Toyota's bonuses are comparable to the record profit-sharing checks earned by Chrysler and Ford workers in the late 1990s. That puts the pay of Toyota's workers ahead of that of UAW workers for the first time, said Sean McAlinden, chief economist for the Center for Automotive Research in Ann Arbor.
But when massive profits rolled in, Detroit executives squandered them, he said.
"There were certainly years back then at the profit peak of the truck boom when we could gaily march out the door and buy Volvo, or Jaguar, or Saab -- brilliant moves -- with our truck profits, rather than invest in hybrids," McAlinden quipped about GM's and Ford's spending decisions.
GM's aim is to resume profit-sharing, Flores said.
"When profit is generated in the U.S., employees share in the profit," he said.
When asked about salaried workers earning bonuses because of UAW sacrifices last week, Ford CEO Alan Mulally said that all employees must be compensated competitively.
The 'union threat effect'
Harley Shaiken, a professor at the University of California, Berkeley, who specializes in labor issues, said Toyota's high wages are somewhat expected.
"Toyota pays high wages in part to avoid the UAW," Shaiken said, adding that economists would refer to Toyota's high wages as the "union threat effect," meaning companies pay union-comparable wages to fend off organizing efforts and the risk of a strike.
"But what Toyota inadvertently shows," he added, "is that you can compete paying higher wages."
Assembly workers for Detroit automakers last year remained a bit ahead of Honda's U.S. hourly workers, who made an average $24.25 an hour, or $26.20 with the $4,485 bonus they received. In November, Honda paid bonuses for the 21st consecutive year, the longest streak in U.S. auto history, said Ed Miller, Honda spokesman.
Nissan workers are paid $24 an hour in Mississippi and $26 an hour in Tennessee, but company officials would not disclose employee bonuses.
Hyundai Motor Co. pays its U.S. production workers less than other automakers. Wages at its Alabama plant start at $14 an hour and grow to $21 an hour after two years on the job, according to a January 2004 company release. Hyundai declined to say whether those wages have increased since then.
But the UAW's Casteel, who is working to organize autoworkers in southern states, said the UAW's recruiting strategy of comparing union and nonunion checks doesn't work in less-developed parts of the South. In Alabama and Mississippi, for instance, the U.S. Department of Labor says wages average less than $11 an hour.
"If you start looking at where they put these plants, they go out to the most desolate places you've ever been in your life," Casteel, an Alabama native, said of foreign automakers. "And they make sure there are no other competitive wages with any other industry. You'll drive through these piney woods for an hour and all of a sudden you run upon this major manufacturing facility."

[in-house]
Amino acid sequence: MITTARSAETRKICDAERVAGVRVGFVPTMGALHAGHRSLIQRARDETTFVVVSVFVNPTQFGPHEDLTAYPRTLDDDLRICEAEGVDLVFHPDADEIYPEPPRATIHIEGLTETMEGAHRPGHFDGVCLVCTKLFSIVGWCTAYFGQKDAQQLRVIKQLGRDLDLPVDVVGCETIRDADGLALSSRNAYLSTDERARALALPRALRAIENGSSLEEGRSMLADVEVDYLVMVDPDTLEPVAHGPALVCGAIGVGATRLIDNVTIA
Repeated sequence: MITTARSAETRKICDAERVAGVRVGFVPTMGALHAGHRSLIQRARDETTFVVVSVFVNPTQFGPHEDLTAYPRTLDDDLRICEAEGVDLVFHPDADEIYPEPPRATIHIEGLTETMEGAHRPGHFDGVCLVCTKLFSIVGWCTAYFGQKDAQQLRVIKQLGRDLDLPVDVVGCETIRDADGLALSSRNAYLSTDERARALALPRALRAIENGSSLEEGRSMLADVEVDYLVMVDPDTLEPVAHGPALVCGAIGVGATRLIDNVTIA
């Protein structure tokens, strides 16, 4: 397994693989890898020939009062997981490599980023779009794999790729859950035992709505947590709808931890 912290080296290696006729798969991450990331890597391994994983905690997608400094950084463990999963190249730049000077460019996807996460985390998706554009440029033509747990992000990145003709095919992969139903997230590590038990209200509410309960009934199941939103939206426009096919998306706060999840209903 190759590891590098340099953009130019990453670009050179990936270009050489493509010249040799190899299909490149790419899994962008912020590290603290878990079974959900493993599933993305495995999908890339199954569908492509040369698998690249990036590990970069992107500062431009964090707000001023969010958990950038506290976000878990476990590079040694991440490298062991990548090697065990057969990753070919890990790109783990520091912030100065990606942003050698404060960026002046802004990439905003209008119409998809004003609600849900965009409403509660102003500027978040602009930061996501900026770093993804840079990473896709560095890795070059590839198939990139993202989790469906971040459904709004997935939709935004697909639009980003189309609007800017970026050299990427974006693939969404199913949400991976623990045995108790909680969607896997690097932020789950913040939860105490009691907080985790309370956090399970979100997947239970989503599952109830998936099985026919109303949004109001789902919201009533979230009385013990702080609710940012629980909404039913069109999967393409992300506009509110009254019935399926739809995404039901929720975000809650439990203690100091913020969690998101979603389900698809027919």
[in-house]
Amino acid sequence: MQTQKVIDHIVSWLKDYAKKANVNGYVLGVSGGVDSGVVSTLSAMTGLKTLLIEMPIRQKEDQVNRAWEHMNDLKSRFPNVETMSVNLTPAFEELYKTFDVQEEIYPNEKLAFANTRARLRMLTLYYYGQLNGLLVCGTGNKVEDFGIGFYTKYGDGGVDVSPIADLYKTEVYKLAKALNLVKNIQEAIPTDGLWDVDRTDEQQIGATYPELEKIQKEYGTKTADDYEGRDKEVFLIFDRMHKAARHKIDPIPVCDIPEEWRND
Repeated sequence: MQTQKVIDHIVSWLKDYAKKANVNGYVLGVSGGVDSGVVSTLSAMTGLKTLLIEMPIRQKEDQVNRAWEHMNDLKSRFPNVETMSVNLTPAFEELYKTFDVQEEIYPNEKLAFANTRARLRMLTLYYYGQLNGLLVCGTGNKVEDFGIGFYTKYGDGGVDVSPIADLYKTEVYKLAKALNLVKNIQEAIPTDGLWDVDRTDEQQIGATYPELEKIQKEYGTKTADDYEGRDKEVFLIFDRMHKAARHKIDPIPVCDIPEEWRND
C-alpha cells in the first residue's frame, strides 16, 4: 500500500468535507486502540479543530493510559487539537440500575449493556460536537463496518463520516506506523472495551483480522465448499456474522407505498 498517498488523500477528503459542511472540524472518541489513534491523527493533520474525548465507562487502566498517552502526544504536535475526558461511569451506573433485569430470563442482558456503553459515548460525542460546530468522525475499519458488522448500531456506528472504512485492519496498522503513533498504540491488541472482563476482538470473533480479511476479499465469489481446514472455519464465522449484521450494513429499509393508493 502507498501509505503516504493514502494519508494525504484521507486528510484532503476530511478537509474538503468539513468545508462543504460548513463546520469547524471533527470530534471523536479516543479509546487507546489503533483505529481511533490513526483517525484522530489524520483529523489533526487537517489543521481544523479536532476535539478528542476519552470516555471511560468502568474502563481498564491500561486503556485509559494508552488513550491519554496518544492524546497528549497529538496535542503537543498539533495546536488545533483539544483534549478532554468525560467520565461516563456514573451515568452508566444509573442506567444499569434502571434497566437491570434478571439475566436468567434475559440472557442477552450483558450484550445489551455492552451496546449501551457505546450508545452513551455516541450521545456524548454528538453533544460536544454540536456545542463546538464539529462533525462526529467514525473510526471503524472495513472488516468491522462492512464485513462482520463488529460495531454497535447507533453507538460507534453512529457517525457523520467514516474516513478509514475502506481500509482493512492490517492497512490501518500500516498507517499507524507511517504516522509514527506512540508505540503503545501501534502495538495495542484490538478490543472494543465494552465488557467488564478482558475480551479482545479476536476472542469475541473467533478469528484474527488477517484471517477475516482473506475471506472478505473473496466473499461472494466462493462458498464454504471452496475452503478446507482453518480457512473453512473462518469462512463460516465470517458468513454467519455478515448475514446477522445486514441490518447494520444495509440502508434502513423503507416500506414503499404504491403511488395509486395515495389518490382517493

-- Recruit: A person just good enough to hinder the retreat made necessary by their presence
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http://www.freep.com/apps/pbcs.dll/article?AID=/20070131/BUSINESS01/701310410/1014 <copyrighted material deleted>
One thing the article didn't figure in is the value of the retirement package at the US makes. That can easily be $10-15k per year. Of the auto makers go under, the value of the package will be less, but the pensioners will still get some money.
Jeff
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I guess it depends on who is doing the counting, you or the boss, and what they included as wages. If you work in a Japanese plant you earn between $5 and $8 less per hour. That is $10,400 to 16,940 a year less straight time. UAW workers do not pay into their defined pension plan. Japanese plant workers must pay half of the cost of their 401K pension, at whatever rate they chose up to a limited percentage, at which the company matches. Most workers do not put a higher percentage into their 401K pension plans until they start to get older, resulting in a pension that averages half that of Union workers. To opt for a heath plan that matches the UAW plan a Japanese worker needs to spend up to $500 a month to cover himself or $700 to cover his family It would take a lot more than an $8,000 bonus to get even close to what a UAW worker takes home. That is before one figures in the UAW workers two extra weeks vacation.
What Toyota did not reveal in the statement that is 'representative of its U.S. operations' is that it included its workers in the GM/Toyota California plant that are represented by the UAW who receive much higher wages and benefits than any of it other plants LOL
mike

http://www.freep.com/apps/pbcs.dll/article?AID=/20070131/BUSINESS01/701310410/1014